In our case (only one goal) there is no initial incremental expense. If the now lower goal is met, the cumulative expense is still based on the original grant date fair value even if the original goal is not met (as the original goal was probable at the time of the modification)
Probable Achievement to Improbable Achievement
Adjusting goals such that achievement of the goal changes from Probable to Improbable (a rare situation) results in no incremental expense
Using the above formula, there is no incremental expense
Cumulative expense is based on original grant date fair value and is recognized so long as the original goal is met (regardless of whether the modified goal is met.)
Improbable Achievement to Probable Achievement
Adjusting goals from Improbable achievement to Probable achievement will inherently have a modification expense since Improbable implies an accrual of 0%; however, the magnitude of the modification expense will hinge upon stock price at the time of the modification and the level of the Probable goal achievement
Incremental expense is determined using the above formula; effectively, the incremental cost will be equal to the stock price at the time of the modification (regardless of whether higher or lower than the stock price on the grant date) times the number of shares expected to vest under the modified goal The cumulative expense is based on the stock price at the time of the modification times the number of shares that actually vest
Improbable Achievement to Improbable Achievement
Adjusting goals from Improbable achievement to Improbable achievement means that no incremental expense is recognized on the modification date; if expected achievement moves to Probable in the future, then the fair value on the date of the modification would be used for the accrual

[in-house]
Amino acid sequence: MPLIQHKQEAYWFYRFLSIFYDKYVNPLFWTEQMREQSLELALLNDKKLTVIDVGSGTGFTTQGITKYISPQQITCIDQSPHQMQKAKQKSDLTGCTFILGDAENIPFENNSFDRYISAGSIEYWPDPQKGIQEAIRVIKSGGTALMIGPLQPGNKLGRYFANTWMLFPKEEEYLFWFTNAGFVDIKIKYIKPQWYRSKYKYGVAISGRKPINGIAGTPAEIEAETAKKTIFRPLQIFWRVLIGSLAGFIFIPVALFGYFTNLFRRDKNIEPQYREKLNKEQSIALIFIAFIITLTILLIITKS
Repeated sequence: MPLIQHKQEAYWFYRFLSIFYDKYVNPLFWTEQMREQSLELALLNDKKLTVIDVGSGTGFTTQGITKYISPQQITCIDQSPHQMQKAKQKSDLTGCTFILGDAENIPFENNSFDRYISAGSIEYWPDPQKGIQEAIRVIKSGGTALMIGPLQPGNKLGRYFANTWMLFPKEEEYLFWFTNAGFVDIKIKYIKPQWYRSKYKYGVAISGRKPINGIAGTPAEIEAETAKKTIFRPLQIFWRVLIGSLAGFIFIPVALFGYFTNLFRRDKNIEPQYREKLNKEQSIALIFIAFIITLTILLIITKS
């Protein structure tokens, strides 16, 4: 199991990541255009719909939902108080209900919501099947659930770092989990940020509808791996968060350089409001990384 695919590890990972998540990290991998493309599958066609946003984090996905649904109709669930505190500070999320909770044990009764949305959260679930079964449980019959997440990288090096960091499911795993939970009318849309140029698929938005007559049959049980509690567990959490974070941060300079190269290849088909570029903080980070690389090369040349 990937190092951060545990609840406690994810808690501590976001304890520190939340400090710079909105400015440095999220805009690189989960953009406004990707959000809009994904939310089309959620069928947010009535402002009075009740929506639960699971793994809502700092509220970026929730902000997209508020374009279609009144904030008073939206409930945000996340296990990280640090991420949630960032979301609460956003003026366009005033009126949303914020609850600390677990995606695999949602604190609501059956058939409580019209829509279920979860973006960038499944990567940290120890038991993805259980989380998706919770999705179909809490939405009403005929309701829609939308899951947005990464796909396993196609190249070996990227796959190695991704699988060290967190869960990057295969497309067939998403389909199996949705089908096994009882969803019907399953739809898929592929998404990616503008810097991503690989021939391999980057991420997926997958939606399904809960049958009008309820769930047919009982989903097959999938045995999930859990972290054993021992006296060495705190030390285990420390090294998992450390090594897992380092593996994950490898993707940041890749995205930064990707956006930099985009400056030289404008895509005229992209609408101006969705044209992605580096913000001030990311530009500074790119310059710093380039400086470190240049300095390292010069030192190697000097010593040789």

Using the above formula, there is no incremental expense
The cumulative expense, to the extent that shares are ultimately earned, is based on the stock price at the time of the modification times the number of shares that actually vest— but does not have a disclosable incremental cost at the time of modification
NOTE: For awards subject to market conditions (e.g., absolute or relative TSR), the same basic fair value analytical framework applies, except that there is no estimation of the shares expected to vest—meaning the formula is the fair value of the awards post-modification minus the fair value of the awards just prior to the modification. The original grant date fair value and any incremental cost is recognized so long as the service condition is met, regardless of whether the market condition is met.
2 The probable/ improbable analysis needs to be applied to the various payout points. For example, achievement of a pre-modified target may be improbable, while the achievement of the threshold goal for the same award may be probable. A modification of this grant could result in threshold and target being probable.
Blair Jones has 30 years of executive compensation consulting experience. She has worked extensively across industries and has depth of expertise working with companies in transition. Prior to joining Semler Brossy, Blair was the practice leader in Leadership Performance and Rewards at Sibson and an Associate Consultant at Bain & Company. Blair holds the designations of Certified Benefits Professional (CBP), Certified Compensation Professional (CCP), and Certified Executive Compensation Professional (CECP). Blair has been named to the D100, NACD Directorship Magazine’s annual list of the most influential people in the boardroom community, including directors, corporate governance experts, regulators, and advisors, for ten consecutive years (2013–2022).
Named to the D100, NACD Directorship Magazine’s annual list of the most influential people in the boardroom community, including directors, corporate governance experts, regulators, and advisors, for eight consecutive years (2013–2020).
Doug Tormey is our lead technical advisor providing expertise on tax, legal, and accounting issues, particularly in mergers, acquisitions, divestitures, and buy-outs. He is a frequent lecturer and author, including contributions to ERISA and Benefits Law Journal and Compensation & Benefits Management. Doug received his JD degree from Hofstra Law School and a BA degree from Fordham University.